During an employment evaluation, consider asking the following questions:
- Do you have any questions or concerns about your current role?
- Are there any workplace conditions you feel can be improved?
- Do you feel you have a strong understanding of the expectations of your job?
- Are there any specific positions within the business to which you could see yourself advancing? How can I help you get there?
- Do you have any specific feedback for me?
Of course, if you’re in the midst of an employee evaluation with a worker who has regularly under-performed – and if you’re planning to fire said employee – these questions become irrelevant.
It’s not worth getting emotional during an employee evaluation. For one thing, your workers are counting on you to display your competence as a manager, and to act as a firm but collaborative authority figure. You’ll fail to meet both of these expectations if you let your emotions get the better of you.
No matter how upset an employee makes you, avoid raising your voice or acting passive-aggressively during an evaluation. Regulate the mood of the discussion by keeping a cool head. Stick to the facts and cite specific examples.
If an employee is going to receive feedback poorly, consider whether it’s really worth having them on your team. For true growth to occur, people need to be receptive and open to feedback as well as criticism.
As important as constructive criticism is during an employment evaluation, there should never be an overwhelming emphasis on negative performance during the discussion, unless the situation truly calls for it.
For every specific instance you reference of an opportunity for growth, you should mention an area where the employee is meeting or exceeding your expectations. For instance, you might say something like: “I’ve noticed that you’re struggling a bit with greeting employees at the front of the house, but that your seating charts keep the restaurant extremely organized during rushes! Let’s set a goal for improving your customer communication so that it’s at the same level as your organizational skills.”
…You get the idea. Praise and critique in equal measure, and your feedback will be more digestible to your employees.
Employment evaluations are a lot of pressure for all involved, so set a time limit and stick to it. Generally, one hour to ninety minutes is plenty of time for an in-depth discussion about growth opportunities, performance satisfaction, and a follow-up discussion. Anything longer can take a mental toll on you and your employees.
Keep in mind that you’ll be in multiple evaluation meetings – not just one – and you don’t want to reach a point where your feedback becomes less thoughtful simply because you’re drained! Thus, setting a hard cut-off time will be beneficial to everyone.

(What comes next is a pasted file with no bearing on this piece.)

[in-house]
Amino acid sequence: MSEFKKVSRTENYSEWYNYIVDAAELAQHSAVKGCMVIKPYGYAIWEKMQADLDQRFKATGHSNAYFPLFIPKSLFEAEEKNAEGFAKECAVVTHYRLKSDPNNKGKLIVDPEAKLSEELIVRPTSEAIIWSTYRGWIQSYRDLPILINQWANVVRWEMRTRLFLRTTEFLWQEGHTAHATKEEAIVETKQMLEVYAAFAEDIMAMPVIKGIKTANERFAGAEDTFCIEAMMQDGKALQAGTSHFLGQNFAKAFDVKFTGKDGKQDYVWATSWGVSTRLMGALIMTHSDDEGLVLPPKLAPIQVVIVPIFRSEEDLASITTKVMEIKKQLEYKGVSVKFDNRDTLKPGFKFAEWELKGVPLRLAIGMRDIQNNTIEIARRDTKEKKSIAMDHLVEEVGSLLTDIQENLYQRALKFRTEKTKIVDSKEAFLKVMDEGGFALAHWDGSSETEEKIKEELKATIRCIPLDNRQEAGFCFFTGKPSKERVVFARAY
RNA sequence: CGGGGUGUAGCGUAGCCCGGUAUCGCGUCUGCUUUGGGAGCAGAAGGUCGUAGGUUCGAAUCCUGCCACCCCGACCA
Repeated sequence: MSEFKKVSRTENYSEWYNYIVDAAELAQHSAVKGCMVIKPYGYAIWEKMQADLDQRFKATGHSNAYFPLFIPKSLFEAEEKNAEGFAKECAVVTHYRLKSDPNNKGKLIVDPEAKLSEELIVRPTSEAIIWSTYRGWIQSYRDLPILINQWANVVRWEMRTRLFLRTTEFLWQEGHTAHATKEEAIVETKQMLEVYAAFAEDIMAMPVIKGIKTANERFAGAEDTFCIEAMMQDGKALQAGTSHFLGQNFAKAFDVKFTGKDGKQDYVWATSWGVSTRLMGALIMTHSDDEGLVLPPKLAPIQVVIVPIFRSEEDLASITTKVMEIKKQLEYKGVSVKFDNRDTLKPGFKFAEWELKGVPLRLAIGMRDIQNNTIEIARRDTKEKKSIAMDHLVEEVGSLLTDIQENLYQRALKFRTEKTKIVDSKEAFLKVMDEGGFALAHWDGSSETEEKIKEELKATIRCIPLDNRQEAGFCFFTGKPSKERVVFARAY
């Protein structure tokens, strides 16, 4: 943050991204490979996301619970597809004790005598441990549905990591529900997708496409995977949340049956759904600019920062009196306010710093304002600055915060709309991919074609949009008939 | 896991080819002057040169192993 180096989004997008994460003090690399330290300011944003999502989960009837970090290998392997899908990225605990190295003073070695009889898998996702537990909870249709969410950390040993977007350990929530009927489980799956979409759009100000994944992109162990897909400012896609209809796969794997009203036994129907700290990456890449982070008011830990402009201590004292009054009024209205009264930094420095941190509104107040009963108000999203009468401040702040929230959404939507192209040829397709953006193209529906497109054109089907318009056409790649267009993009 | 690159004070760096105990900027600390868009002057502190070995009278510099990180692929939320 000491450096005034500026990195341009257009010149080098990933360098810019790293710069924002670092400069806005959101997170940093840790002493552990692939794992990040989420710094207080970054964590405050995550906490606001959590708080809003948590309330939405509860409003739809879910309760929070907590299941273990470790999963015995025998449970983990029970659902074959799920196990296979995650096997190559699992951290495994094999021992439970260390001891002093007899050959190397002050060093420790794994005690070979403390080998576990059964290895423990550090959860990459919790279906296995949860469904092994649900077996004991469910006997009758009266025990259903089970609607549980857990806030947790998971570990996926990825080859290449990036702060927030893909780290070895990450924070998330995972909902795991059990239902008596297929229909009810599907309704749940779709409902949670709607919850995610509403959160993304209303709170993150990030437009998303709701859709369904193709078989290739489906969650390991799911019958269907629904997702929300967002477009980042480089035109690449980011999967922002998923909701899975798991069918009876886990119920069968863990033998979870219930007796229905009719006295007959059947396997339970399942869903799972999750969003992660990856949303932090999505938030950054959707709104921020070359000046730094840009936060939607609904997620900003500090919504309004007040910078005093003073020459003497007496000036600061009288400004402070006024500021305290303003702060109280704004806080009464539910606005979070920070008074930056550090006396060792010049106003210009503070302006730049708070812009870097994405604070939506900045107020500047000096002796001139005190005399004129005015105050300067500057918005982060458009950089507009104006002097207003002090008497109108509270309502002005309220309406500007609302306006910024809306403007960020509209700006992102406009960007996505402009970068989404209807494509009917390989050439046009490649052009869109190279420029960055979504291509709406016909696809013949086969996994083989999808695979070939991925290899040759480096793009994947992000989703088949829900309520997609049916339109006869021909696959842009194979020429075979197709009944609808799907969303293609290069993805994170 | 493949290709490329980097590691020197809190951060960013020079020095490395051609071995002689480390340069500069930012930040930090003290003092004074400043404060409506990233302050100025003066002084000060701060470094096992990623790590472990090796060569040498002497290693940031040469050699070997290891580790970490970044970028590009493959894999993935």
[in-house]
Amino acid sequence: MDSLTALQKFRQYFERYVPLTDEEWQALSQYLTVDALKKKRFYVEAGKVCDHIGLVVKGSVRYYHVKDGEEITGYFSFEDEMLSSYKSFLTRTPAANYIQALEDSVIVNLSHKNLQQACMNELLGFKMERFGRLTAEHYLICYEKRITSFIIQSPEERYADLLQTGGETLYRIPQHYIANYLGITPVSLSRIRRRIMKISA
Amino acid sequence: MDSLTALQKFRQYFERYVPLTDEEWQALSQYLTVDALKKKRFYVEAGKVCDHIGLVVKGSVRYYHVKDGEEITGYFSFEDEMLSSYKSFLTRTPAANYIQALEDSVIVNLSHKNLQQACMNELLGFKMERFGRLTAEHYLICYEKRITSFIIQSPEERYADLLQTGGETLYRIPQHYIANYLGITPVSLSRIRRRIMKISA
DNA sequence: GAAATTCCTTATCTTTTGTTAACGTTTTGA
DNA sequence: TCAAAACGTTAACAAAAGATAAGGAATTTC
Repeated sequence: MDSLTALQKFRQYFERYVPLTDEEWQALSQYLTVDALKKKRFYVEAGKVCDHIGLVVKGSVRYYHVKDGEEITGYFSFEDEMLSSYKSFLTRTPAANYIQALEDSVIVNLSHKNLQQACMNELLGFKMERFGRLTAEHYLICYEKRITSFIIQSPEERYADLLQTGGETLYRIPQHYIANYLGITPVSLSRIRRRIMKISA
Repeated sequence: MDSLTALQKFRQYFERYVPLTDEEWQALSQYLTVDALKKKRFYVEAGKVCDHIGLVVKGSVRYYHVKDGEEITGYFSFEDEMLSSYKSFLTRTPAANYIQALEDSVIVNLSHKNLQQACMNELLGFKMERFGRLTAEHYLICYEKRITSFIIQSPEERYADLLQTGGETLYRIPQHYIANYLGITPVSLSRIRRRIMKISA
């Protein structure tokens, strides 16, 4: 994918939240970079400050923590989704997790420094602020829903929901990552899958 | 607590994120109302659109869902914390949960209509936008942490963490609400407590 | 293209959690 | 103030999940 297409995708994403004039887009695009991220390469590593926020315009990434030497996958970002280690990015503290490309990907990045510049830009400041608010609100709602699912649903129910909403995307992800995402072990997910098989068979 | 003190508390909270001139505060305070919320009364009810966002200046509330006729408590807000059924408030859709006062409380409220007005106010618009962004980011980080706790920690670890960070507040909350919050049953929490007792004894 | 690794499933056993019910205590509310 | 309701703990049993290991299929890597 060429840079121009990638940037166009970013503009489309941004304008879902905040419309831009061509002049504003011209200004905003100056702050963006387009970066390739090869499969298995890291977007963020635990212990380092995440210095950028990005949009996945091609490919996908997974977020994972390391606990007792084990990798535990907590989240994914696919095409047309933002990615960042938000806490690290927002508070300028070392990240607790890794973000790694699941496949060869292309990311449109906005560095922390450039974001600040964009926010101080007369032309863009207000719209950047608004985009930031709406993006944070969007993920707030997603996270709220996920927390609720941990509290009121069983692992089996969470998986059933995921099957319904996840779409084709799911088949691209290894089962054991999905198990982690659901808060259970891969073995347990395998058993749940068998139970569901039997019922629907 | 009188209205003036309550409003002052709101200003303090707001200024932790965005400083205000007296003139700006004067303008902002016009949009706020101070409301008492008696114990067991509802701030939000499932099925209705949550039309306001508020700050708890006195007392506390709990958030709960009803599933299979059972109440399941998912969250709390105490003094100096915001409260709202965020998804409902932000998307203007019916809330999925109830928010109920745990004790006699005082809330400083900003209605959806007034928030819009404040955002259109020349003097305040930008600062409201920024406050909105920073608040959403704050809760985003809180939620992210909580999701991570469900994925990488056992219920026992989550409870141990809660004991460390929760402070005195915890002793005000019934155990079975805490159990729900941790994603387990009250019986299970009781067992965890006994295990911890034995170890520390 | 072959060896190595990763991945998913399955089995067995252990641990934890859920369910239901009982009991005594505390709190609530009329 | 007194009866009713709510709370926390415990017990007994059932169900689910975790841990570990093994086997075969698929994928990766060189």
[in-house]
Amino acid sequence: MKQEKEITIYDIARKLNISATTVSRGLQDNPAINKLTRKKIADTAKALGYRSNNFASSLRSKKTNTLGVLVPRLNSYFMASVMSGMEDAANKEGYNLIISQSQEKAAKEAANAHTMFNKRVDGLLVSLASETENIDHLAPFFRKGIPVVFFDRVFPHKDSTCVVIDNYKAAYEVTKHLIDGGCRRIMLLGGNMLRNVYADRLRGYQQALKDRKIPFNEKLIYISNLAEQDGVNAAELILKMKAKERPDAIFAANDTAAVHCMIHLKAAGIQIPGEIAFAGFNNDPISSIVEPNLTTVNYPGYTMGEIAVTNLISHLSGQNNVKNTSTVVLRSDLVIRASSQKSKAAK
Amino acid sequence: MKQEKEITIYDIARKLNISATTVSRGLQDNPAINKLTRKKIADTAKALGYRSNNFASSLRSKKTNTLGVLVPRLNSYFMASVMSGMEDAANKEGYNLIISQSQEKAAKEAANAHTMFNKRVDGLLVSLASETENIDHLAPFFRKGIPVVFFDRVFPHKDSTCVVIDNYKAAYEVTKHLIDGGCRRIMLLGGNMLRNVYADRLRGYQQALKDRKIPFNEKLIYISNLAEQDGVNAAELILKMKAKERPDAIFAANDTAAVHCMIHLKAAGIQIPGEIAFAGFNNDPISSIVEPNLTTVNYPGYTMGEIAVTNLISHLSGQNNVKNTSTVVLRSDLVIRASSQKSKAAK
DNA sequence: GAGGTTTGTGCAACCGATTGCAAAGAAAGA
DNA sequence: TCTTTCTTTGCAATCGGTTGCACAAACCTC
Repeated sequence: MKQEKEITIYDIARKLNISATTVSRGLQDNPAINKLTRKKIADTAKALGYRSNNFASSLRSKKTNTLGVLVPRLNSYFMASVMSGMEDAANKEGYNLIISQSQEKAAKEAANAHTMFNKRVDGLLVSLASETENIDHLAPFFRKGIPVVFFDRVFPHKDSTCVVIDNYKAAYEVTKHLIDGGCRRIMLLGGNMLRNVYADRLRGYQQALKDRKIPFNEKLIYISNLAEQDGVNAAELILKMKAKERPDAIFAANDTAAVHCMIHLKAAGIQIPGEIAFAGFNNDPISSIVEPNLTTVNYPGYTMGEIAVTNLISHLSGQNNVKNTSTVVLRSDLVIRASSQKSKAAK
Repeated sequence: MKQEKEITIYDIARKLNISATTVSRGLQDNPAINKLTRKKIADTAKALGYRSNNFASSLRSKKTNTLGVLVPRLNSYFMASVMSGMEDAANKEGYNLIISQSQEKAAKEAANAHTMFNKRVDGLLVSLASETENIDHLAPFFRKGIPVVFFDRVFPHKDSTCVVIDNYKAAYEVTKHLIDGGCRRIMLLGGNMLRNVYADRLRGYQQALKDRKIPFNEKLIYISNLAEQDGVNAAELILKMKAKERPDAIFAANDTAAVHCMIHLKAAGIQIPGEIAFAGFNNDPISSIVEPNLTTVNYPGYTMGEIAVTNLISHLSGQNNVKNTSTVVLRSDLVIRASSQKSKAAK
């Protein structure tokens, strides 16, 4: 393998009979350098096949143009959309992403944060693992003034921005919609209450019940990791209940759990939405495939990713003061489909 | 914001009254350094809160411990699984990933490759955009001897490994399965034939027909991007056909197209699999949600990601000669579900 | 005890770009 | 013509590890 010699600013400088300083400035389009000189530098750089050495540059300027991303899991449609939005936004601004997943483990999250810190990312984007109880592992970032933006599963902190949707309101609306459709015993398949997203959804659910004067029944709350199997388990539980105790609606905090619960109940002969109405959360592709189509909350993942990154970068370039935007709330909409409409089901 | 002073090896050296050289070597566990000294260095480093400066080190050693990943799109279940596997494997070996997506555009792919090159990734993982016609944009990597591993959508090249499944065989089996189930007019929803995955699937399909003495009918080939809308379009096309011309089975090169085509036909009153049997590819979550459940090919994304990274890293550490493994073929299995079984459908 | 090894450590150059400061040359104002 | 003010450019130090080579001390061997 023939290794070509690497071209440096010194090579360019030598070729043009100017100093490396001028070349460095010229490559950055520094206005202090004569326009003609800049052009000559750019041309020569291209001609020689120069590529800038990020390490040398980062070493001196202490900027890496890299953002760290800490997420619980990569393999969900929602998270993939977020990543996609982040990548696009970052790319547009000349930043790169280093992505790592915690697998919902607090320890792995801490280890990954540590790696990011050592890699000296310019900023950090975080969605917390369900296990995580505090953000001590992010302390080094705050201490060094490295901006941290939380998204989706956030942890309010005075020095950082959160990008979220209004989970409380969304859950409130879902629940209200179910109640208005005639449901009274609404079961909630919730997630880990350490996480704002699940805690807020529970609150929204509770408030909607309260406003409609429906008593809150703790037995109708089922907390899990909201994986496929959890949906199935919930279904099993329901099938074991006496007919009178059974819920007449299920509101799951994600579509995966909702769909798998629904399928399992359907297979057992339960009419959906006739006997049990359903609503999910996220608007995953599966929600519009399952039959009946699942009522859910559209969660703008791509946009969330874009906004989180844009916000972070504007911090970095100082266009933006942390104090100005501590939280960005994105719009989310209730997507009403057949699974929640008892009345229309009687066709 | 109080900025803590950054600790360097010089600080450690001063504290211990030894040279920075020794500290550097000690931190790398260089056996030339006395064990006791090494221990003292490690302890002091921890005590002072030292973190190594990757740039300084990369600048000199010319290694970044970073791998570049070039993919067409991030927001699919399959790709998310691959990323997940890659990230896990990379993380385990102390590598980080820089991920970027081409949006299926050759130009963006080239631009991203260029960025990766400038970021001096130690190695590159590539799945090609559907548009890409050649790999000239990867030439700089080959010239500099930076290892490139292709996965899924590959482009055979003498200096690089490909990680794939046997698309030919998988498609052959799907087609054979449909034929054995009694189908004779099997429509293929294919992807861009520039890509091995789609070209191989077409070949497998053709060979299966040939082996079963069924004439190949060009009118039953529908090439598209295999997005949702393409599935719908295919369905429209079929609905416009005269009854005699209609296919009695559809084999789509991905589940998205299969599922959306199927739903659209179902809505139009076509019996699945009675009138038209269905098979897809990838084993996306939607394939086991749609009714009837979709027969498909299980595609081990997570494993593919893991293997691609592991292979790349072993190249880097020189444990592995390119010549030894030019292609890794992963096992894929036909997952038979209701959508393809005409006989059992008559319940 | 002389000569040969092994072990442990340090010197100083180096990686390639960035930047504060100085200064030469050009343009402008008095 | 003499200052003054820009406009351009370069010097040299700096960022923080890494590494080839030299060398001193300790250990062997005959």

If you have ample time before your employee evaluations take place, or if you’ve just had evaluations and are looking for a way to improve next year’s discussions, consider developing annual business metrics and clear job descriptions (in writing) for each of your employees.
Even if you manage a small business, business metrics will help you and your employees work toward established goals for the year, and should include fiscal, social, and personal goals to better your company.
Metrics may include:
- Revenue growth
- Quality of work
- Individual goals
…and any others that are relevant to your business, or to a specific employee. Hold annual meetings at the beginning of each year to set goals/expectations with your staff, and evaluate them based on how well they met your discussed plan for the year.
Ultimately, metrics are a great method for measuring employee growth.
Holding monthly meetings with each of your employees – even for only fifteen minutes or half an hour – can hold them accountable, and keep them on track. These monthly check-ins can act as “mini-performance evaluations,” during which time you can discuss any suggestions you have for employees without the pressure of a formal, year-end evaluation weighing on both of you.
Monthly check-in meetings can be an excellent way to correct problems in the workplace as they arise, and can motivate your employees to do especially good work if you’re consistently measuring their progress.
You can even use the monthly check-in to have a conversation about life. Think of it as two friends chatting – it’s a great opportunity to learn more about your employee’s personal life, so they feel cared for and supported by their manager. As an added bonus, establishing this kind of rapport can work wonders for boosting employee morale.
In conclusion, employee evaluations are rarely “fun,” but by communicating clearly, showing up organized and prepared, and being willing to listen to and understand the perspective of your employees, an evaluation doesn’t have to be nearly as stressful as it’s made out to be. Keep an open mind, speak honestly, and act according to what an employee’s record tells you. You’ll be well on your way to an improved workplace environment, as a result.